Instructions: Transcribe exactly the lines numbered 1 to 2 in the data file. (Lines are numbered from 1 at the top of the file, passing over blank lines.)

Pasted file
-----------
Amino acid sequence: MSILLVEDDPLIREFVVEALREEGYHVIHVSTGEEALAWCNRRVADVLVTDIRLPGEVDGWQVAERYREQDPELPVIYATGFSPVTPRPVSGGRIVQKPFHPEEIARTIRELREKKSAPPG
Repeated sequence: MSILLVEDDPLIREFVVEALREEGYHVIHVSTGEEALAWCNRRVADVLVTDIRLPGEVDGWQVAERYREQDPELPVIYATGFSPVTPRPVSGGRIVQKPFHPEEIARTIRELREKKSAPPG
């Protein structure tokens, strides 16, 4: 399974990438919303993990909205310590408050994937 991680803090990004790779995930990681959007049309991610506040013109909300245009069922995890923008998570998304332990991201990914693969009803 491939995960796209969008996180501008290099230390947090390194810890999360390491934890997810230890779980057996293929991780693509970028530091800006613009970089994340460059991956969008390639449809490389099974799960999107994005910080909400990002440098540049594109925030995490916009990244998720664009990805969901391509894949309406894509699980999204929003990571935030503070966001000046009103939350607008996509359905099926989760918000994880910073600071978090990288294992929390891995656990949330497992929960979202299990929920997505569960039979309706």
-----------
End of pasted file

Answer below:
Amino acid sequence: MSILLVEDDPLIREFVVEALREEGYHVIHVSTGEEALAWCNRRVADVLVTDIRLPGEVDGWQVAERYREQDPELPVIYATGFSPVTPRPVSGGRIVQKPFHPEEIARTIRELREKKSAPPG
Repeated sequence: MSILLVEDDPLIREFVVEALREEGYHVIHVSTGEEALAWCNRRVADVLVTDIRLPGEVDGWQVAERYREQDPELPVIYATGFSPVTPRPVSGGRIVQKPFHPEEIARTIRELREKKSAPPG